The HBO Documentary “Hard Times At Douglas High” about a Baltimore High School has been stirring-up some good debate.
Chris Cross, a former president of the Maryland Board of Education, former federal education official, and non-profit leader offers his thoughts on some context. Chris is now a national consultant based out of California.
Earlier this week, I tuned into the HBO documentary “Hard Times at Douglass High: A New Child Left Behind Report Card.” The film-makers, Alan and Susan Raymond spent a year at Frederick Douglass High in Baltimore reporting on what they describe as that school’s struggle to meet the expectations of No Child Left Behind (NCLB).
While a very well done documentary that lays bare the wasteland that urban schools often are, the film fails as a commentary on NCLB. Fourteen years ago, I was chairing the MD State Board of Education when Douglass was before us as one of the first two schools which the state identified for possible reconstitution because of its dismal record in serving students in Baltimore City. Regrettably, despite many partnerships and a great deal of attention in the intervening years, little seems to have changed, but to associate the situation as being caused by NCLB is simply bizarre. If anything, NCLB simply cast yet another bright light on an already intolerable situation.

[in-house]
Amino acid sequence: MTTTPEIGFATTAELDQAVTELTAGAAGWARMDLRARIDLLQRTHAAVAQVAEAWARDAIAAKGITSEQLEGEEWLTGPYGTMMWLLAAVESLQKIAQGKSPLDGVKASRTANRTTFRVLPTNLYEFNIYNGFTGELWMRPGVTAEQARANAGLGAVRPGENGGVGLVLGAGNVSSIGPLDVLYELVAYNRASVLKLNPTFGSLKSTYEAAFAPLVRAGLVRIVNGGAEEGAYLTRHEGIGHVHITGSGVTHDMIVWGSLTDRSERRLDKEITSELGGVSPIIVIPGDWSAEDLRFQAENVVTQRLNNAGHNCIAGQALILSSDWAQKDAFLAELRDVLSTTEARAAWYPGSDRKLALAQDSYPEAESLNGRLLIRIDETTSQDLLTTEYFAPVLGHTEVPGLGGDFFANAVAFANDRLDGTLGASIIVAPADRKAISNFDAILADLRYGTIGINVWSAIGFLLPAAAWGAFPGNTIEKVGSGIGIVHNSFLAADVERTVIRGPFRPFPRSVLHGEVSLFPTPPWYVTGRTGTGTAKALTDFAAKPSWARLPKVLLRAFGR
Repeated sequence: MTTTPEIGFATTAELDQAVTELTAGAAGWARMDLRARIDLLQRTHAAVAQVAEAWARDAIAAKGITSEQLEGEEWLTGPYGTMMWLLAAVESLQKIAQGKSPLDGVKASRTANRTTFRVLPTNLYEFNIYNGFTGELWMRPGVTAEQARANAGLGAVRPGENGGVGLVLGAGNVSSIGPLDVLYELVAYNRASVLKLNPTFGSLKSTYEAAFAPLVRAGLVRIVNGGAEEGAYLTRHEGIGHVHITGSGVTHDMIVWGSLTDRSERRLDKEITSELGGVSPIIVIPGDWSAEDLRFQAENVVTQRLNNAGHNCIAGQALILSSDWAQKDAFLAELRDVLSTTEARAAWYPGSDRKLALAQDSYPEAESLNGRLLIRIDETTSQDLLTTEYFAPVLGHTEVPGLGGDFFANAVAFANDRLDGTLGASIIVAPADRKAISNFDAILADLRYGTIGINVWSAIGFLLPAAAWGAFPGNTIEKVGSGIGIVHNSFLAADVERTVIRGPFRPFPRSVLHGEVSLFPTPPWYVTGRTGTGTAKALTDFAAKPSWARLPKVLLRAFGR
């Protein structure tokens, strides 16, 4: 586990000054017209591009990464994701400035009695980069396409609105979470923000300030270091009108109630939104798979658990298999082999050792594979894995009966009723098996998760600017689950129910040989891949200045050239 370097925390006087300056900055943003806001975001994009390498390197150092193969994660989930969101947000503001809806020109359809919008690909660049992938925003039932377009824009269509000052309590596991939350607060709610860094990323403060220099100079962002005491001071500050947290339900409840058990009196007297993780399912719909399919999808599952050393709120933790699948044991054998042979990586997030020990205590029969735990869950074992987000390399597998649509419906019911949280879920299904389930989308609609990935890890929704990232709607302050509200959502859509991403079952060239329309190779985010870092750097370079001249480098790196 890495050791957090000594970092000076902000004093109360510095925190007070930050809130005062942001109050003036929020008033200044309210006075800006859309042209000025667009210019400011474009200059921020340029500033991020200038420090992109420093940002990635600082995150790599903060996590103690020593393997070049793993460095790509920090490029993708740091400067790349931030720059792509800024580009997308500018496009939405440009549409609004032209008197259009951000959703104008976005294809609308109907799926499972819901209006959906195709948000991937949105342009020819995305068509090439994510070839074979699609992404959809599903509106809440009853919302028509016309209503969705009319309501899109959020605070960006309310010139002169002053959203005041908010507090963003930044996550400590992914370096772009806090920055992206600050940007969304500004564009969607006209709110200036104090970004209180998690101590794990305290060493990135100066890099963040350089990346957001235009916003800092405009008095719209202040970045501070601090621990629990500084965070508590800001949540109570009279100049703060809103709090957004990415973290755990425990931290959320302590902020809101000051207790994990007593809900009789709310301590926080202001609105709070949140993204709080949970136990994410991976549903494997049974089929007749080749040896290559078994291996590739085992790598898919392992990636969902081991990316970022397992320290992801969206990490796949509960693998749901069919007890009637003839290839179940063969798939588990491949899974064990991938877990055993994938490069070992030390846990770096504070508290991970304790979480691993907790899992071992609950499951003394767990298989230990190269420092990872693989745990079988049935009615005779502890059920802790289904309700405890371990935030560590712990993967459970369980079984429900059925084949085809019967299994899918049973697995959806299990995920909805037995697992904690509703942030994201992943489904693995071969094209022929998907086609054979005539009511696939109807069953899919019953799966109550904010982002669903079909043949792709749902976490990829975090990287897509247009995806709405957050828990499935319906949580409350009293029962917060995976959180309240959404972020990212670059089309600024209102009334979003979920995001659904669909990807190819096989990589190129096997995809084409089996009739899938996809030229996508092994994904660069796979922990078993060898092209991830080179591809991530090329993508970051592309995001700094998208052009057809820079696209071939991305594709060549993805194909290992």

The State Board stopped short of reconstituting Douglass in the 90’s when it became clear that the problems were systemic; Douglass was the recipient of many students who had been simply passed down the line from grade to grade, school to school, all too often never mastering the basics. In March, 2006, the state board voted to have Douglass and a number of other Baltimore schools assigned to an outside organization under a management contract. That action took place in an election year in MD and the mayor of Baltimore, Martin O’Malley, was the leading candidate to beat the incumbent Republican governor. The issue became a political football and the legislature passed a law preventing the state from acting. In the meantime, schools like Douglass limped on.
While campaigning and after taking office, O’Malley attacked the state superintendent, Nancy Grasmick, largely motivated by her attempted actions in Baltimore. Grasmick faced O’Malley down and is still the state chief. In the meantime Baltimore has a new superintendent, Andres Alonso, who seems ready to break a bit of crockery in order to improve schools like Douglass.
Now watching that unfold would be a great new documentary! A TV documentary can be a powerful instrument of communication when it tells the right story.